It’s a bionic leaf that could revolutionize everything we thought we knew about clean energy.
Harvard scientists open the door to an energetic revolution that has allowed them to test successfully a system that converts sunlight into liquid fuel.
In other words, the chemist who gave us the artificial leaf a couple of years ago has GENETICALLY ENGINEERED A BACTERIUM to absorb hydrogen and carbon dioxide converting them into alcohol fuel.
The first demonstration of the so-called artificial leaf, or bionic sheet, made of silicone, took place almost five years ago by a team from the Faculty of Science at Harvard University, led by Professor Daniel Nocera.
“Right now we’re making isopropanol, isobutanol, isopentanol,” he said in a lecture to the Energy Policy Institute at Chicago. “These are all alcohols you can burn directly. And it’s coming from hydrogen from split water, and it’s breathing in CO2. That’s what this bug’s doing.”
It seems that there may be a really viable alternative to drilling Earth’s surface in the search for fuel.
Tha answer to clean energy may not be found in the wind but in the sky.
And no, we are not talking directly about solar energy –which today provides limited and costly amounts of energy that cannot meet the abundant human needs – but we are referring to making better use of solar energy that will allow us to transform it into a liquid fuel. In fact, it’s as easy –and complex— as mimicking their process of photosynthesis of plants.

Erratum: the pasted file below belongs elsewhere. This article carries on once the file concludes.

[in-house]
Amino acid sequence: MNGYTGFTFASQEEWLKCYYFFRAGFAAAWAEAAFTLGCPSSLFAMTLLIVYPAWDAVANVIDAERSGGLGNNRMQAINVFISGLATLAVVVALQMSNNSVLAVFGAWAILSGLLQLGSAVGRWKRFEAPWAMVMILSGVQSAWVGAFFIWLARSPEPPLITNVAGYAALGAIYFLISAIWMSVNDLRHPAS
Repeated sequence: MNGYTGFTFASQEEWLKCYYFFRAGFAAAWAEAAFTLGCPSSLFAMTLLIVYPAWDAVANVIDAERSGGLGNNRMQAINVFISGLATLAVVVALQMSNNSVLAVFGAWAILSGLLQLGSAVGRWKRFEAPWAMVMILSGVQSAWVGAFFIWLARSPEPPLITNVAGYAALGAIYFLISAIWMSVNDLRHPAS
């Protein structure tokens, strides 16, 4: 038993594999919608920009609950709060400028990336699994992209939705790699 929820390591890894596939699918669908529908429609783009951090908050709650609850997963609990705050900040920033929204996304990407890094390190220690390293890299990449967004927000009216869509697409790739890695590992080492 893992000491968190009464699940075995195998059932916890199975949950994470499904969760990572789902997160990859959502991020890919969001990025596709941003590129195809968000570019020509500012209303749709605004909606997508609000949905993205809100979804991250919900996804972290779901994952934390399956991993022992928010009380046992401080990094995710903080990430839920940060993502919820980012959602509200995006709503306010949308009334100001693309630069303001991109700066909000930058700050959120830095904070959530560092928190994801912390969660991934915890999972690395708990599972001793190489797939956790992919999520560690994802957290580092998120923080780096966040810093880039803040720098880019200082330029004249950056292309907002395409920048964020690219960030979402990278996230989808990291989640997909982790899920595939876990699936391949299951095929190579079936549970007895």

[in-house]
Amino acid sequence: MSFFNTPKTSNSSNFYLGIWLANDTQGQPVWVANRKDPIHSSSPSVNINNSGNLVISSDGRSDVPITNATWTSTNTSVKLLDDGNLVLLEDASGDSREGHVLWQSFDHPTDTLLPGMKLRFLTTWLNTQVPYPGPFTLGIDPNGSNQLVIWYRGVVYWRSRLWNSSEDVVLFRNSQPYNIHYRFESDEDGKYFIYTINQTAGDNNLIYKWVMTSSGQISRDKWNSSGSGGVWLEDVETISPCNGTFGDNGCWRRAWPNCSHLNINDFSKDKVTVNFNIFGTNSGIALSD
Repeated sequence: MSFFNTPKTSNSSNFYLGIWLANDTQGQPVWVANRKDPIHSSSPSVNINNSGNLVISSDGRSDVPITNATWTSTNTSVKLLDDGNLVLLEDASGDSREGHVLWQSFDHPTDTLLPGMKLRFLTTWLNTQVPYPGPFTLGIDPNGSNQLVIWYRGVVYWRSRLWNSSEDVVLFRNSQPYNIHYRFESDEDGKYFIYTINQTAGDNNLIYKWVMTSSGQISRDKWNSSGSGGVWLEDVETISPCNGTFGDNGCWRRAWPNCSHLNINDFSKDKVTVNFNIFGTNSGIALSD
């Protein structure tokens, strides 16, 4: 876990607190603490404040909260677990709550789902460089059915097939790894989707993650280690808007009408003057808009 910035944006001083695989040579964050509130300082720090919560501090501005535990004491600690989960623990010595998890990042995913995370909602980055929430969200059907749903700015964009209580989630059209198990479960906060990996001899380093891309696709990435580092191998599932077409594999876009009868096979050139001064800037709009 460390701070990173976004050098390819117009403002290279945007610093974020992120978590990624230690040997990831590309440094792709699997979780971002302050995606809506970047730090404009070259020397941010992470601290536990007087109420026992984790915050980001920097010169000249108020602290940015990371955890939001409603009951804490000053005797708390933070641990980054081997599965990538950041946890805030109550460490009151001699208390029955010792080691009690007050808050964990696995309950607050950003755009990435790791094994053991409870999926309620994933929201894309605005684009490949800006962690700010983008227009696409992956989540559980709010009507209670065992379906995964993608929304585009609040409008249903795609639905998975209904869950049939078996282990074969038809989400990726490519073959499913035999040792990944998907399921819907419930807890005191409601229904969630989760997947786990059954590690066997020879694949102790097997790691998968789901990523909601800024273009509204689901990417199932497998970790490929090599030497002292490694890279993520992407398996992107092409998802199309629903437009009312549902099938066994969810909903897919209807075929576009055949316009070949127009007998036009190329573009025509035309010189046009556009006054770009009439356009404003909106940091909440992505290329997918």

In fact, it’s not difficult to imagine the revolution that could strike society if researchers manage to come up with the ability to generate clean energy in industrial quantities like this.
Initially, we are talking about how prices of other fuels would drastically fall, and climate change would enter into a whole different dimension as people switch from ‘toxic’ fuels to clean energy.
First, researchers managed to create an artificial leaf that is able to successfully reproduce the phenomenon that leafs and plants carry out naturally.
So far, thy type of ‘artificial leaf’ has allowed researchers to convert natural light into hydrogen and fabricate fuel cells.
Now, researchers are screaming out success as they have kick started and implemented a new system that converts solar energy into a fuel such as isopropanol.
It is a colorless alcohol that can be used as fuel, similar to ethanol or gasoline. This type of fuel is separated from water using salt.
Continued research has allowed the new method to get to an efficiency of above 10 %, way above the initially a% scientists previously attributed to plants.
An improvement to the catalyst and the incorporation of a bacterium has allowed researchers to complete a nearly perfect energy production cycle.
The system makes it possible that from the sunlight that the leaves receive –as if they were solar panles— the catalyst jumps into action dividing water into hydrogen and oxygen.
The combination of the resulting carbon dioxide and hydrogen, which by an enzyme (protein) is transformed into protons and electrons, ends up becoming biomass thanks to the intervention of the Ralstronia eutropha, a bacterium already well known in laboratories around the globe.
While the resulting liquid fuel in the experiment is isopropanol. This successful project opens the door to a completely new generation of substances. For example, in the near future, researchers will be able to work with isobutanol or the PBH molecule which could be used to manufacture biodegradable plastic.
The new research has been published in the Proceedings of the National Academy of Sciences (PNAS).
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